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Prostate-Specific Membrane Antigen–Targeted Docetaxel Nanoparticle in Metastatic Castration-Resistant Prostate Cancer

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Key Points

  • Treatment was associated with PSA and CTC responses, and median radiographic progression-free survival was 9.9 months.
  • Among evaluable patients, PSMA-positive CTCs were preferentially reduced during treatment.

In a phase II trial reported in JAMA Oncology, Autio et al found that prostate-specific membrane antigen (PSMA)–targeted docetaxel nanoparticle (BIND-014) treatment was active in patients with metastatic castration-resistant prostate cancer (mCRPC).

Study Details

In the multicenter trial, 42 chemotherapy-naive patients progressing after treatment with abiraterone (Zytiga) or enzalutamide (Xtandi) were enrolled between June 2013 and June 2016 and treated with BIND-014 at 60 mg/m2 intravenously on day 1 of 21-day cycles in combination with prednisone 5 mg twice daily until disease progression or unacceptable toxicity.

The primary endpoint was radiographic progression-free survival.

Treatment Outcomes

Median radiographic progression-free survival was 9.9 months. Prostate-specific antigen (PSA) response (≥ 50% from baseline) was observed in 12 (30%) of 40 patients, and measureable disease response was observed in 6 (32%) of 19 patients. Circulating tumor cell (CTC) conversion (from ≥ 5 to < 5 cells per 7.5 mL of blood) was observed in 13 (50%) of 26 patients. Assessment of changes in CTC number based on levels of CTC PSMA expression using a non–EPCAM-based detection platform showed that 11 of 18 patients with detected CTCs had CTCs with PSMA expression above the analytical threshold level at baseline (PSMA-positive). Among 14 evaluable PSMA-positive patients, median PSMA-positive CTC counts at weeks 3 vs 9 were 1.14 CTCs vs 0 CTCs; only 2 patients had week 9 PSMA-positive CTC concentrations greater than baseline PSMA-positive CTC counts.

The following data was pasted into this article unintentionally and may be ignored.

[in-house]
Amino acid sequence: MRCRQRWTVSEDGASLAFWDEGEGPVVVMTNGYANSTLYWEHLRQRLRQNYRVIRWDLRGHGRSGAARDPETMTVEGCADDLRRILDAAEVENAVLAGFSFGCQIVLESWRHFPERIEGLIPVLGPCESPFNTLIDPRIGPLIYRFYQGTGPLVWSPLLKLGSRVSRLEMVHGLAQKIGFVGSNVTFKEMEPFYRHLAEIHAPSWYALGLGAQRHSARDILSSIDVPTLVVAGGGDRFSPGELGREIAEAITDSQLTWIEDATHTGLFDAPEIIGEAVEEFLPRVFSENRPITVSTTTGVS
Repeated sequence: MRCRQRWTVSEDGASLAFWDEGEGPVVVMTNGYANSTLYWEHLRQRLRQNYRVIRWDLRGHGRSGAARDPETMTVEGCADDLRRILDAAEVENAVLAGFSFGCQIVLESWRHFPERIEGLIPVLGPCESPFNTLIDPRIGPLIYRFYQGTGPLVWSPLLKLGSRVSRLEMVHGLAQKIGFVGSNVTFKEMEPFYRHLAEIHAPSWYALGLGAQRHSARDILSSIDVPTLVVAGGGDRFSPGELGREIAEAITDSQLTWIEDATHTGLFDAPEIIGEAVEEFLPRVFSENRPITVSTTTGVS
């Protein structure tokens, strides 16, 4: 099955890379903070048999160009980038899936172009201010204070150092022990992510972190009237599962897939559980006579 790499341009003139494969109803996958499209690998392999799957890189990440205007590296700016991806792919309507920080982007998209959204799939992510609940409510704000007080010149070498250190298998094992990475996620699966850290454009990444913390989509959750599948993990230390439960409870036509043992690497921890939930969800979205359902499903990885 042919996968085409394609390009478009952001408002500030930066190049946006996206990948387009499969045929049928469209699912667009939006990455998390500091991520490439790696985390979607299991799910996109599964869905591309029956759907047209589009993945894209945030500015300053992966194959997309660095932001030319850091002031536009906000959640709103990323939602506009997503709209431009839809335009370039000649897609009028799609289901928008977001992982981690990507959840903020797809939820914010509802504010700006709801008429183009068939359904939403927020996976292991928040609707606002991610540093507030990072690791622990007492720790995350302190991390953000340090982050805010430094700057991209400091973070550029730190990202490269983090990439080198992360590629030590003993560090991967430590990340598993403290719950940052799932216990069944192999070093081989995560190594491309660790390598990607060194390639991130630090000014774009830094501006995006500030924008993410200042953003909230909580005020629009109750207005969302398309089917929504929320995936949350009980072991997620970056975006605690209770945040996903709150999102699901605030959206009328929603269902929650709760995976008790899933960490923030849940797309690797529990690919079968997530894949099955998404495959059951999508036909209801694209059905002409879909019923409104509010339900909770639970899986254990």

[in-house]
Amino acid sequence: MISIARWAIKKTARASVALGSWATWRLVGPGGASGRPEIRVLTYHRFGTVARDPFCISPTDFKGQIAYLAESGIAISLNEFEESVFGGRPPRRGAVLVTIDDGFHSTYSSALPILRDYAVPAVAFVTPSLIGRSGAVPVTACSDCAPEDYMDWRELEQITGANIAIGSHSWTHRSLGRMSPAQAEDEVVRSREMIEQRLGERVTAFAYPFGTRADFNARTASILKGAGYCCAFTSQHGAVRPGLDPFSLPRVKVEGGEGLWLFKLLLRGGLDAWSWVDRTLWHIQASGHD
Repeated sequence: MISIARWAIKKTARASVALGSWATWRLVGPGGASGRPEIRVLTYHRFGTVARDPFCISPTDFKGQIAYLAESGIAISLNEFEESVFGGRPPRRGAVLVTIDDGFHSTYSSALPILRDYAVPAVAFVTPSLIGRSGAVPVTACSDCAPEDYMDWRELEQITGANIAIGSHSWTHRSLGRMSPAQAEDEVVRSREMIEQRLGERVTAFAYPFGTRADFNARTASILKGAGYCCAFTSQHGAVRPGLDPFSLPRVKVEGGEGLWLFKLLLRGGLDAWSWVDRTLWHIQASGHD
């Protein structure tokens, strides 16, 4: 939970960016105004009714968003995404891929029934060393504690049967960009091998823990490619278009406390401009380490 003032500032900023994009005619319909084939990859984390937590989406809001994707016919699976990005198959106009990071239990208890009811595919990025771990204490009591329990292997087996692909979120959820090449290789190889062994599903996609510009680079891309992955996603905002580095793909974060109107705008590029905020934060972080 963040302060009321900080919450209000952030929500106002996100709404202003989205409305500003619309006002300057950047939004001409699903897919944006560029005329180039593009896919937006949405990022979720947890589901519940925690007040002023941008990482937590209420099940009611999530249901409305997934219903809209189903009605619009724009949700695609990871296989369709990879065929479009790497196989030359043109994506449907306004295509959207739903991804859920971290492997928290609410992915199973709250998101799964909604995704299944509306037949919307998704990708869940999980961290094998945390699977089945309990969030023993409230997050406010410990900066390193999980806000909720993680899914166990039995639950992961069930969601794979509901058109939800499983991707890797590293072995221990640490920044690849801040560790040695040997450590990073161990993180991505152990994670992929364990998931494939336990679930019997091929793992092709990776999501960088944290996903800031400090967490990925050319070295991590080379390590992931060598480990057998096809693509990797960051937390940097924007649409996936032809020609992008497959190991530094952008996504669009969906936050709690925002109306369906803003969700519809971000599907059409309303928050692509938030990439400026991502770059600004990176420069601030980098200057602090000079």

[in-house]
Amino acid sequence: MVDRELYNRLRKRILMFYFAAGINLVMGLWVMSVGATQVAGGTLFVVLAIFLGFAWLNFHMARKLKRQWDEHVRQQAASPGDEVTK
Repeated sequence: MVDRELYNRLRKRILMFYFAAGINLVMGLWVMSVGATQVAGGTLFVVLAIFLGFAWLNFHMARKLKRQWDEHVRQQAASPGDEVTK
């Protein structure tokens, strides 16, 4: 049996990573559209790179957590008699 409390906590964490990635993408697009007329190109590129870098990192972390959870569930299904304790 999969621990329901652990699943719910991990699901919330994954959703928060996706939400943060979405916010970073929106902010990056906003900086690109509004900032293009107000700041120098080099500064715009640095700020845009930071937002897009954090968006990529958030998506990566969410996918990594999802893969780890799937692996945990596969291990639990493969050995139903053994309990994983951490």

Adverse Events

The most common treatment-related adverse events of any grade were fatigue (69%), nausea (55%), and diarrhea (45%); neuropathy occurred in 33% of patients. Febrile neutropenia occurred in one patient. The most common grade 3 or 4 treatment-related adverse events were lymphopenia (12%), anemia (7%), and fatigue and nausea (5% each).

The investigators concluded, “These findings suggest that treatment with BIND-014 is active and well tolerated in patients with chemotherapy-naive mCRPC. Antitumor activity may be related to PSMA expression levels on CTCs, which suggests that patients who are likely to benefit from this treatment can be identified before treatment is initiated.”

The study was supported by BIND Therapeutics, Inc., and by grants from the National Cancer Institute.

Karen A. Autio, MD, of the Genitourinary Oncology Service, Memorial Sloan Kettering Cancer Center, is the corresponding author for the JAMA Oncology article.

The content in this post has not been reviewed by the American Society of Clinical Oncology, Inc. (ASCO®) and does not necessarily reflect the ideas and opinions of ASCO®.


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